(in chronological order)

Albrecht Dürer:
Self-portrait as an Ecce Homo, c.1500

Leonardo da Vinci:
Self-portrait, c.1512

Rembrandt van Rijn:
Self-portrait, 1659

Vincent van Gogh:
Self-portrait with bandaged ear, 1889

Pablo Picasso:
Self-portrait, 1901

Egon Schiele:
Self-portrait, 1911

Max Beckmann:
Self-portrait with glass of champagne, 1919

Frida Kahlo:
The broken column (Self-portrait), 1944

Francis Bacon:
Self-portrait, 1971

Jean-Michelle Basquiat:
Self-portrait, 1982


“Self-portrait with bandaged ear”

January 1889 - oil on canvas, 60-49 cm., London, Courtald Institute Galleries

Vincent van Gogh: “Self-portrait with bandaged ear”, January 1889

The story of Van Gogh and his self-bandaged ear is so famous that we only need to make a brief summary of it: In December 1889, Van Gogh threatened Paul Gauguin with a razor –this version told by Gauguin have been discussed by some experts- and then he cut off the lower part of his own left ear, which he wrapped in a newspaper and gave it to a prostitute named Rachel in the local brothel, asking her to "keep this object carefully." Gauguin left Arles and did not see Van Gogh ever again.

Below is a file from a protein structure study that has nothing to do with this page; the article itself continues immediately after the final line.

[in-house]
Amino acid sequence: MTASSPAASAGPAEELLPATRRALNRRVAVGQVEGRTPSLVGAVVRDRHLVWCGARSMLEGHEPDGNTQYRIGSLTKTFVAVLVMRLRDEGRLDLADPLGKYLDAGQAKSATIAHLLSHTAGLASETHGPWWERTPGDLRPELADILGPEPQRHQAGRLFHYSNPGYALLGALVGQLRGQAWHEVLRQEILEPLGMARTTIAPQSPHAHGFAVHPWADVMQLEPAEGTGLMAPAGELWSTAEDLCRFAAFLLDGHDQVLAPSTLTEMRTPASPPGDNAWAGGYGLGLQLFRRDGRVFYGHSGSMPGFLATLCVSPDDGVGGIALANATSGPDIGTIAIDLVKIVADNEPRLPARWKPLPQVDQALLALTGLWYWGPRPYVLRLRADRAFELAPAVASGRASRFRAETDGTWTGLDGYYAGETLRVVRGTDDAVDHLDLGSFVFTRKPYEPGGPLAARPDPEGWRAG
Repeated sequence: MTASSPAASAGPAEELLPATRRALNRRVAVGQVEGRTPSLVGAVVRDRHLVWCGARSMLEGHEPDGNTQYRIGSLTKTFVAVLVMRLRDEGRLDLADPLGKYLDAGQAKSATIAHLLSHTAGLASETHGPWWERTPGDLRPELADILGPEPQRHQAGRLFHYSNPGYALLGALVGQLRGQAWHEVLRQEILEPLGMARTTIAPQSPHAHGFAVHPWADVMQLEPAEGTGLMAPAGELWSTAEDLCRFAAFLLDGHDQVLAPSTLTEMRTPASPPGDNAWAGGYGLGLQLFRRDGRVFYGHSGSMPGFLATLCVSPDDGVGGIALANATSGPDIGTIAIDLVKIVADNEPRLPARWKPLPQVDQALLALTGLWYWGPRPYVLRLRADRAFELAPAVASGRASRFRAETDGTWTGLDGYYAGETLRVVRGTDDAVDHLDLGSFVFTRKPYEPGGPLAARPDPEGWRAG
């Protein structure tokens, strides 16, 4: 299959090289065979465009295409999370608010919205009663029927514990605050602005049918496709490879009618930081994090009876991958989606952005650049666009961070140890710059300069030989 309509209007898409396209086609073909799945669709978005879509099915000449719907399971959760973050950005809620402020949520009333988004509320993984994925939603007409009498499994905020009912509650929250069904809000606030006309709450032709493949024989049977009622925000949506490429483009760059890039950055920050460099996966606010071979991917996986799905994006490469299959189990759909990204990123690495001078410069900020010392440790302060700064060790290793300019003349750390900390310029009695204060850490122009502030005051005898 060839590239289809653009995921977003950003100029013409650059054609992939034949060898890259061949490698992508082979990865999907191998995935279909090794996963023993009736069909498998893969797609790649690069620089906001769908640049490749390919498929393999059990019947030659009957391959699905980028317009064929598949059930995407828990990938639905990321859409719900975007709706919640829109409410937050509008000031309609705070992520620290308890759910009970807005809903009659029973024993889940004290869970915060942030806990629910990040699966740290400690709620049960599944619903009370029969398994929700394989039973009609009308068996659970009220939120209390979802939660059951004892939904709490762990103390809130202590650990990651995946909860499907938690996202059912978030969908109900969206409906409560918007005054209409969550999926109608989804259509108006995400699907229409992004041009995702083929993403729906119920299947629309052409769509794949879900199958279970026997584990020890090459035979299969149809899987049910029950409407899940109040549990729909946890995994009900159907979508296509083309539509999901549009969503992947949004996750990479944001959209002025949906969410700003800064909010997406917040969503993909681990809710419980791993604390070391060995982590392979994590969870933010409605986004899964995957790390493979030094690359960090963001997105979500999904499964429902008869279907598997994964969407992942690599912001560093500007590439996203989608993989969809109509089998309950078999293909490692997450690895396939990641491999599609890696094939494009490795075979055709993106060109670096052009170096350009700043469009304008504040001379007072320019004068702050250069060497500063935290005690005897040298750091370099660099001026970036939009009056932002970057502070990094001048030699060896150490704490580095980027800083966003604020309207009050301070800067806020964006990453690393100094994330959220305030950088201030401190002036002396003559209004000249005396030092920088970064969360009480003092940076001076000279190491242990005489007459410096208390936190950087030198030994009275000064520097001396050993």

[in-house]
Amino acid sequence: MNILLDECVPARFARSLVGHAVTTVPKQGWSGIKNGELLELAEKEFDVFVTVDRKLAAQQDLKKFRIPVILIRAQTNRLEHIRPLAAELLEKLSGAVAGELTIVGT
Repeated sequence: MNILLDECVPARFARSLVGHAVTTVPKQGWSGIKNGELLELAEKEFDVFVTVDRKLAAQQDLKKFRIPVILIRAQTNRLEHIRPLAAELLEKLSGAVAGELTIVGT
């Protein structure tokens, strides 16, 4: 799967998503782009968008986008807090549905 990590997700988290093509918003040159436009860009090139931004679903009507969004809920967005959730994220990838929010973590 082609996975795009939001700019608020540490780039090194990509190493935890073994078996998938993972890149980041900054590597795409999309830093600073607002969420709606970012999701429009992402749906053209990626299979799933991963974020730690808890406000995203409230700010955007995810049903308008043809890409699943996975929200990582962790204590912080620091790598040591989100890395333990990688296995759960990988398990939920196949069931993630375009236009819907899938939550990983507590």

This is one of the two self-portraits that van Gogh painted after the 'ear incident' (the other one, previously in the collection of Leigh B. Block in Chicago, was later bought by the Niarchos family). The expression of the artist's face is, paradoxically, calmer than in many other self-portraits by the artist; which can be interpreted as an effort of the painter to find in the painting his particular salvation. It is also remarkable the presence of a Japanese stamp in a self-portrait. In a letter to his brother Theo, Vincent affirmed that he envied the Japanese painters for “his style, as simple as breathing”


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